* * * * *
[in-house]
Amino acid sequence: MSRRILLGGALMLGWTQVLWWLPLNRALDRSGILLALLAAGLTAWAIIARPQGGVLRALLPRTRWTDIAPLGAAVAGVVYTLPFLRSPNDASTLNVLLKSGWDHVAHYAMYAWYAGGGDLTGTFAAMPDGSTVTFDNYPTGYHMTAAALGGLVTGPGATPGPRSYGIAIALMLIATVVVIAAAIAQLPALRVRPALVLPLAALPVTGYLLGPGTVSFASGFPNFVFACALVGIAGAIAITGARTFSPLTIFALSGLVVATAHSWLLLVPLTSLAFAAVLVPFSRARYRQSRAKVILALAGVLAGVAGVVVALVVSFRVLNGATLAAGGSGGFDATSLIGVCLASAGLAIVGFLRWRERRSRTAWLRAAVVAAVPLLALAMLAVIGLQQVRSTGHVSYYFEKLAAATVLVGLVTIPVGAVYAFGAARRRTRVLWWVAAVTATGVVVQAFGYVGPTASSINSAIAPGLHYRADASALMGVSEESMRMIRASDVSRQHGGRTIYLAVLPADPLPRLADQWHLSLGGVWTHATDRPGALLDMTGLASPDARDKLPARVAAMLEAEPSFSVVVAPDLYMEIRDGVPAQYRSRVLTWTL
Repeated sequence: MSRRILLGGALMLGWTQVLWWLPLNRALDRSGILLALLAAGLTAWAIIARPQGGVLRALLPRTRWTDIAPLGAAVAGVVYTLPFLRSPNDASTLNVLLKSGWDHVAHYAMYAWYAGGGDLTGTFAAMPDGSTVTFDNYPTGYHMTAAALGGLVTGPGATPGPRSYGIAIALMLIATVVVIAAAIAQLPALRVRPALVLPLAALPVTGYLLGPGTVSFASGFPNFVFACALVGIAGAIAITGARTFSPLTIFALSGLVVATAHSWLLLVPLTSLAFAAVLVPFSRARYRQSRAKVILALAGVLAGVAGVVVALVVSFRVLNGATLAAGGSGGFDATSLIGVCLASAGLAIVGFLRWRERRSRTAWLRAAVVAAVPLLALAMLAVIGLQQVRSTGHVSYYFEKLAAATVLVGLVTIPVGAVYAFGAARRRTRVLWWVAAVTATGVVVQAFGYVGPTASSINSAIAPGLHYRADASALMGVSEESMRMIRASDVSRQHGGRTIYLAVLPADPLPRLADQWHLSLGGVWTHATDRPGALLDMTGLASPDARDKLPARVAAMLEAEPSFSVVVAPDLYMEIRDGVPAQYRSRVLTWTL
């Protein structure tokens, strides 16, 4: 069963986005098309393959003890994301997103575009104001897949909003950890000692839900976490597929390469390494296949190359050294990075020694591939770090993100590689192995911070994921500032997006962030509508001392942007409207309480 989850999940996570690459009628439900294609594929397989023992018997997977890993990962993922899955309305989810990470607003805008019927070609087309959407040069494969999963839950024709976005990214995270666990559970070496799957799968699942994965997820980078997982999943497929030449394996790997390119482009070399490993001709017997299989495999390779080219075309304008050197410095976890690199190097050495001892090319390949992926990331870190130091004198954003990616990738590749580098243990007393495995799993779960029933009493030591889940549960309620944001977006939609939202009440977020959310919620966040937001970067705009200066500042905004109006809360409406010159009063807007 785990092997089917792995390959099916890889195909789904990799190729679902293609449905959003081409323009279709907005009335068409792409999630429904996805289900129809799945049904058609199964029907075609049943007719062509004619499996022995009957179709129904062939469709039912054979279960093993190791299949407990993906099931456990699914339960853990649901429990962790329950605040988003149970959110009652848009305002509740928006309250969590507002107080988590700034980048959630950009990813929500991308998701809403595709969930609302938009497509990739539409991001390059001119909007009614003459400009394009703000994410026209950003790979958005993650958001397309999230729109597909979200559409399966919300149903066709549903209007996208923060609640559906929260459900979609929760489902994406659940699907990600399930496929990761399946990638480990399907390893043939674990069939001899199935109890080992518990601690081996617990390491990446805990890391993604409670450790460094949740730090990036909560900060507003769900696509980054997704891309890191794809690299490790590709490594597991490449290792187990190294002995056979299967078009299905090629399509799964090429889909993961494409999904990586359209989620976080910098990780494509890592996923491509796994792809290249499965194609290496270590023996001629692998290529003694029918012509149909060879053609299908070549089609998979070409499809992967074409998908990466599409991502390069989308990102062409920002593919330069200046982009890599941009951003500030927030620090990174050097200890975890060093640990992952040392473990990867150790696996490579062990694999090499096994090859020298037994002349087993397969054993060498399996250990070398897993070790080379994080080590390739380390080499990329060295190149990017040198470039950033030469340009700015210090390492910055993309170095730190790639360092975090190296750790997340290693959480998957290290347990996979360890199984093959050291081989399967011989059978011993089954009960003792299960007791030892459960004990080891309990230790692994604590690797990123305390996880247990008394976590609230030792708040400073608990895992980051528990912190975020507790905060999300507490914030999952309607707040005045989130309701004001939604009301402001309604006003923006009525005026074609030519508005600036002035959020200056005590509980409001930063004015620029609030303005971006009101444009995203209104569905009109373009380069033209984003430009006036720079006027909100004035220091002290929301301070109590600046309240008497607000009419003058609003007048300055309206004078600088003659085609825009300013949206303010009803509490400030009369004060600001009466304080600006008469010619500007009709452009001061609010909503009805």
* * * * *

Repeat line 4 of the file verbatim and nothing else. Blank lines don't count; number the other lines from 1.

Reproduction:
């Protein structure tokens, strides 16, 4: 069963986005098309393959003890994301997103575009104001897949909003950890000692839900976490597929390469390494296949190359050294990075020694591939770090993100590689192995911070994921500032997006962030509508001392942007409207309480 989850999940996570690459009628439900294609594929397989023992018997997977890993990962993922899955309305989810990470607003805008019927070609087309959407040069494969999963839950024709976005990214995270666990559970070496799957799968699942994965997820980078997982999943497929030449394996790997390119482009070399490993001709017997299989495999390779080219075309304008050197410095976890690199190097050495001892090319390949992926990331870190130091004198954003990616990738590749580098243990007393495995799993779960029933009493030591889940549960309620944001977006939609939202009440977020959310919620966040937001970067705009200066500042905004109006809360409406010159009063807007 785990092997089917792995390959099916890889195909789904990799190729679902293609449905959003081409323009279709907005009335068409792409999630429904996805289900129809799945049904058609199964029907075609049943007719062509004619499996022995009957179709129904062939469709039912054979279960093993190791299949407990993906099931456990699914339960853990649901429990962790329950605040988003149970959110009652848009305002509740928006309250969590507002107080988590700034980048959630950009990813929500991308998701809403595709969930609302938009497509990739539409991001390059001119909007009614003459400009394009703000994410026209950003790979958005993650958001397309999230729109597909979200559409399966919300149903066709549903209007996208923060609640559906929260459900979609929760489902994406659940699907990600399930496929990761399946990638480990399907390893043939674990069939001899199935109890080992518990601690081996617990390491990446805990890391993604409670450790460094949740730090990036909560900060507003769900696509980054997704891309890191794809690299490790590709490594597991490449290792187990190294002995056979299967078009299905090629399509799964090429889909993961494409999904990586359209989620976080910098990780494509890592996923491509796994792809290249499965194609290496270590023996001629692998290529003694029918012509149909060879053609299908070549089609998979070409499809992967074409998908990466599409991502390069989308990102062409920002593919330069200046982009890599941009951003500030927030620090990174050097200890975890060093640990992952040392473990990867150790696996490579062990694999090499096994090859020298037994002349087993397969054993060498399996250990070398897993070790080379994080080590390739380390080499990329060295190149990017040198470039950033030469340009700015210090390492910055993309170095730190790639360092975090190296750790997340290693959480998957290290347990996979360890199984093959050291081989399967011989059978011993089954009960003792299960007791030892459960004990080891309990230790692994604590690797990123305390996880247990008394976590609230030792708040400073608990895992980051528990912190975020507790905060999300507490914030999952309607707040005045989130309701004001939604009301402001309604006003923006009525005026074609030519508005600036002035959020200056005590509980409001930063004015620029609030303005971006009101444009995203209104569905009109373009380069033209984003430009006036720079006027909100004035220091002290929301301070109590600046309240008497607000009419003058609003007048300055309206004078600088003659085609825009300013949206303010009803509490400030009369004060600001009466304080600006008469010619500007009709452009001061609010909503009805």